That’s the question a grieving mother must answer when she takes in a young street musician she believes can shed light on her daughter’s death—only to find herself falling for him. A sexy but touching love story that will leave you both tantalized and in tears, Jane’s Melody follows a forty-year-old woman on a romantic journey of rediscovery after years of struggling alone.

Sometimes our greatest gifts come from our greatest pain. And now Jane must decide if it’s too late for her to start over, or if true love really knows no limits.

My Thoughts:
Jane’s Melody is actually a re-read for me as I first read this one in 2014. I have been meaning to read the sequel, Jane’s Harmony, so I decided to read the first book again since it has been a while.

In this story, Jane is a forty year old grieving mother. She lost her only daughter Melody to drug abuse.
What stood out again in this one was Jane’s pain and feelings of helplessness at the loss of her child. The drug abuse took hold of Melody at a young age and spiraled out of control until Jane got the phone call that her daughter had passed away.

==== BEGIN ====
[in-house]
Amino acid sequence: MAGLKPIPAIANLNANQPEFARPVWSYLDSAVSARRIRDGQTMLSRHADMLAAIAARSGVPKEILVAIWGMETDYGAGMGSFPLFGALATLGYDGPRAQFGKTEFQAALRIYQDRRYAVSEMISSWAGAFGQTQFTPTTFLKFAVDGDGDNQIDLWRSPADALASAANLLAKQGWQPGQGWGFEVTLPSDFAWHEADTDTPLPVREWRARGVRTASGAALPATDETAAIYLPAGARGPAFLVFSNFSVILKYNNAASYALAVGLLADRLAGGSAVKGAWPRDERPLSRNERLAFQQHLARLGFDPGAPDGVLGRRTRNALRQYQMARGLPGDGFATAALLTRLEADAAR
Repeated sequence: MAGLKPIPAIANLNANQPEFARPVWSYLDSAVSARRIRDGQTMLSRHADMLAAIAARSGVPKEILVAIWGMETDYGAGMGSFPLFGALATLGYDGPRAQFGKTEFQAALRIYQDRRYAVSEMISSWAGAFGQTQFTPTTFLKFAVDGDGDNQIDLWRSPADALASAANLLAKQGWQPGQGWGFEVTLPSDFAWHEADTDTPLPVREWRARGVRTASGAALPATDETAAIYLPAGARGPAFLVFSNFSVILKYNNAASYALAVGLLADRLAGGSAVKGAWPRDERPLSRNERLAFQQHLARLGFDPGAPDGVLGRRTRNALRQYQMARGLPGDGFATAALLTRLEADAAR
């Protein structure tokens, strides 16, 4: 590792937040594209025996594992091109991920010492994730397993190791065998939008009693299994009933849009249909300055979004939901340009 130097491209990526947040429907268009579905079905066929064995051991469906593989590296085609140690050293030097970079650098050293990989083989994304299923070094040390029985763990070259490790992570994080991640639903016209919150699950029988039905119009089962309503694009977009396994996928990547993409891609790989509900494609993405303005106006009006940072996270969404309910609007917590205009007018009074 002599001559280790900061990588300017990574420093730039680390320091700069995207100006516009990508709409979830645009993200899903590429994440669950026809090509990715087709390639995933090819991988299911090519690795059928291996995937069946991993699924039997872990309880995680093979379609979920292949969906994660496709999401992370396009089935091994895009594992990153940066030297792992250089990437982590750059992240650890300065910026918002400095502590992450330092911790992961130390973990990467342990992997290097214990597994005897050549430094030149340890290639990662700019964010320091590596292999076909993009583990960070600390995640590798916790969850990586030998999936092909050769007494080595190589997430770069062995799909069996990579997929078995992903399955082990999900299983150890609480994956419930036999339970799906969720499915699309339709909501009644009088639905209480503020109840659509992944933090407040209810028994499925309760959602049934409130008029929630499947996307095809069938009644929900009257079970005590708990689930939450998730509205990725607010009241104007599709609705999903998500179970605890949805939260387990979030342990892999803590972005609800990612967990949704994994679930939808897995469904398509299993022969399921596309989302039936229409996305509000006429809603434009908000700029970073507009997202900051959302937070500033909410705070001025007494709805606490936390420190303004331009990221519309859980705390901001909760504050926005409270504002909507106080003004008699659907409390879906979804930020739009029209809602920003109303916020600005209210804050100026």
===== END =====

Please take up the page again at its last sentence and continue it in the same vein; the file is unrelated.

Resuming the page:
Throughout the story, Jane’s grief is real and jumps off these pages. She goes to group therapy and is trying to work through her pain. There is substance abuse in her family so Jane is familiar with the struggle of loving an addict. The author tackles this sensitive subject with heartfelt compassion.

She let herself weep. In a way she was crying more for that little five-year-old girl who had died long ago than she was for her twenty-year-old daughter who had died just recently.
p.55, Jane’s Melody by Ryan Winfield

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Stars Over Sunset Boulevard by Susan Meissner

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source: free ARC via AmazonVine
title: Stars Over Sunset Boulevard